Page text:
As a Junior UX-er, getting that first job is going to be tough. How do you make yourself stand out from every other junior out there?
The majority of roles advertised require candidates with 1 year + experience. At the moment we have 30+ UX jobs mostly mid, senior, lead or head with just one junior position.
It won’t be easy, but stay positive; you need to be pro-active, forward thinking and up for the challenge!
Tips to get that job
You will be glad to know I’m not here just to tell you how hard it will be to get that first job, I’m here to offer advice and tips to help you get this important, first paid job!
- Have a CV and Portfolio ready.
Remember your CV is the first example the client will see of your UX experience. Simple things like how the CV looks, how it’s laid out, its content, personality, how easy it is to read, usability are vital. The amount of CV’s I’ve seen where people haven’t thought about this is incredible. Hiring managers and HR will skim the CV so make sure your personality, experience etc stands out.
Top Tip: UX your CV. Think of it like a website, who’s the end user etc.
Portfolios are key, every client asks to see a portfolio as they want to see your work. They don’t want to see an end product, they want to see your process: how you think, how you solve challenges etc. A good analogy to remember – a “portfolio is like a maths exam, you don’t just get marks for the end result you get points along the way for your working out.” It is key to walk the hiring manager through every stage of the process.
I know most courses allow you to come out with a portfolio which is great, but often this isn’t enough to set you apart, as again, everyone else who took the course has this.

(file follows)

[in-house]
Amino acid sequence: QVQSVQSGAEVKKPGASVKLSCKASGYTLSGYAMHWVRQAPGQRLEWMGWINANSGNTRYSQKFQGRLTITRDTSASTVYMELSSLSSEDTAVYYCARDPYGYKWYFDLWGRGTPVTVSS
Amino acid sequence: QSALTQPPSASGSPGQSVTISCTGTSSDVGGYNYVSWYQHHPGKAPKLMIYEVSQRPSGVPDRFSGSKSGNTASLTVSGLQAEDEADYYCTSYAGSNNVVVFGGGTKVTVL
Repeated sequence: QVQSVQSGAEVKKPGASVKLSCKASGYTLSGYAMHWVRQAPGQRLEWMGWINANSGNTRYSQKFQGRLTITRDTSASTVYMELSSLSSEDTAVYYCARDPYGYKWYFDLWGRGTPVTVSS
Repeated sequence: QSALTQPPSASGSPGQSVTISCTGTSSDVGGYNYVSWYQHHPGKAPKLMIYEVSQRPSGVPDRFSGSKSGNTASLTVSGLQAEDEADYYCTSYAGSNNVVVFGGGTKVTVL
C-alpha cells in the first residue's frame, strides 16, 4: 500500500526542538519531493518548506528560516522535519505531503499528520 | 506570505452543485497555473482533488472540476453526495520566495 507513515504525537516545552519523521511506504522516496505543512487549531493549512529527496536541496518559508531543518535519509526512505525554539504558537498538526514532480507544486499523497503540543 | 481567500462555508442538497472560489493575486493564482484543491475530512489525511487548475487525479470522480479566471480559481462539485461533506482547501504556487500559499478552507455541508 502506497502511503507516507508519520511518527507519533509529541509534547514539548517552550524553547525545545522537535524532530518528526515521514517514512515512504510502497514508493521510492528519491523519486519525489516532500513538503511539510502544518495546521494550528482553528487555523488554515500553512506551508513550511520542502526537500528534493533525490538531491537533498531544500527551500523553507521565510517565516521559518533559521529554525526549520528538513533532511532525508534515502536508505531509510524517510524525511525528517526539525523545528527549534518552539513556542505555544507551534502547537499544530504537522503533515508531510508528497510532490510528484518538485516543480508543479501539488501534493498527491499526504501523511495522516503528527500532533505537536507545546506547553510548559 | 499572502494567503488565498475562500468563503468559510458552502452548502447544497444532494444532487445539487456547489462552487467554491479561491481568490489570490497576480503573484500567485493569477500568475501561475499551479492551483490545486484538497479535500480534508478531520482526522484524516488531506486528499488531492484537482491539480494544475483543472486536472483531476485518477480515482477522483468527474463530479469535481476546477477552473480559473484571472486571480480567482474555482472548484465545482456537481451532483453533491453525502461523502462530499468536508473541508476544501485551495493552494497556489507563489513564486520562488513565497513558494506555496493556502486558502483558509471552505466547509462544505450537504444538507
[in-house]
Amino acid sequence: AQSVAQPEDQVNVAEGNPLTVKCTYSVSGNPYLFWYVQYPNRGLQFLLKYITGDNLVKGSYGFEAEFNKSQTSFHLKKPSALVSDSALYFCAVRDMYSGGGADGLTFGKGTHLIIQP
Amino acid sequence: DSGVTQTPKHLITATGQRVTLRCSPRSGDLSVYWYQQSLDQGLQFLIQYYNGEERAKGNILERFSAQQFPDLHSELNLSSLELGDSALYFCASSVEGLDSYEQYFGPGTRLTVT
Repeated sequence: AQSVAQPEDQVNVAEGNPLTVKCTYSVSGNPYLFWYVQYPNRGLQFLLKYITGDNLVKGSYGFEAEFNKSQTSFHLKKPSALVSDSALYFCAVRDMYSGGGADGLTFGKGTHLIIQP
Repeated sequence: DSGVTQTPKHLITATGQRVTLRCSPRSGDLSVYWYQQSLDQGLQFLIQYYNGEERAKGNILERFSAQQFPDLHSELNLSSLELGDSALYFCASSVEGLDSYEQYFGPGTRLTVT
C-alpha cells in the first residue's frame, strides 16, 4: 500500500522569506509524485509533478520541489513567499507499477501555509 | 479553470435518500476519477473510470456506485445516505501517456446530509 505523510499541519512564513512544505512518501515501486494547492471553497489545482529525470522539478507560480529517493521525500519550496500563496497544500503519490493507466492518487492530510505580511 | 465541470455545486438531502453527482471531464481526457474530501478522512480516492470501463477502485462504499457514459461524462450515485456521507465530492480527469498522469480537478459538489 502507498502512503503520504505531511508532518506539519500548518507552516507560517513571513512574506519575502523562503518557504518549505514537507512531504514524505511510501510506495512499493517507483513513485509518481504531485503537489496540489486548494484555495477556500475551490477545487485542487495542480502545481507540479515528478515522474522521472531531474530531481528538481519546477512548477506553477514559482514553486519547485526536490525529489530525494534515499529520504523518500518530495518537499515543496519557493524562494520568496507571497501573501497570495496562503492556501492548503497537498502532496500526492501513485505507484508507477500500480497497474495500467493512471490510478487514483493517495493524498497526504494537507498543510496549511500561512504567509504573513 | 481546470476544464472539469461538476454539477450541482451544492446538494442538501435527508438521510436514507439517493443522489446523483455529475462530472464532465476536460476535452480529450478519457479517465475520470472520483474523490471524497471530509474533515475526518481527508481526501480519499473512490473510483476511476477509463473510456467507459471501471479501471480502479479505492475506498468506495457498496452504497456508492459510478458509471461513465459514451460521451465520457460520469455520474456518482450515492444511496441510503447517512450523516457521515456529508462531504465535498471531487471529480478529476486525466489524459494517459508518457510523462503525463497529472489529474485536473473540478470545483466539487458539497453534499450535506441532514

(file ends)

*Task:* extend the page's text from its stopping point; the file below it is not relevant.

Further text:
Top Tip: go the extra mile, how can you add to your portfolio? To get that job you need most clients want to see your commercial experience, examples of your UX work.
- Look for pro-bono work
A colleague recently placed a very savvy candidate who, whilst doing her HCI course approached a tech heavy company and showed them how her User Research skills would benefit their company and improve the conversion rate. They took her on for 10 months part time whilst doing the course, pro bono, allowing her to gain industry experience. This in turn led to her securing an excellent job after her course as she had industry experience along with academic.
Top Tip: go to local businesses, restaurants, schools and offer your services as a UX Designer. That way you’ve got commercial experience to talk about in an interview, to show in your portfolio etc.
- Build relationships;
– Go to events, meet people, build relationships, build your network. You never know who you might meet!
– Identify key clients and approach hiring managers through Linkedin. Show your personality and passion for UX, if anything just see if they would meet for a coffee as you never know what could happen.
– Use your background to your advantage, for example Project Managers gain certain skills which are useful for UX.
Top Tip: Establish strong relationships with one or two recruiters you trust. They may not be able to find you a job straight away but they can help you with your CV and how to present yourself.
- Think outside the box
– Think outside the box. Don’t just contact people in London, as no doubt they will have been contacted before.
Top Tip: Think about companies outside London: Surrey, Hertfordshire and message them.
– Be pro-active, establish your brand and get yourself out there!
Should you need any extra advice then I am happy to help, get in touch on email@example.com or call 0207 729 4771.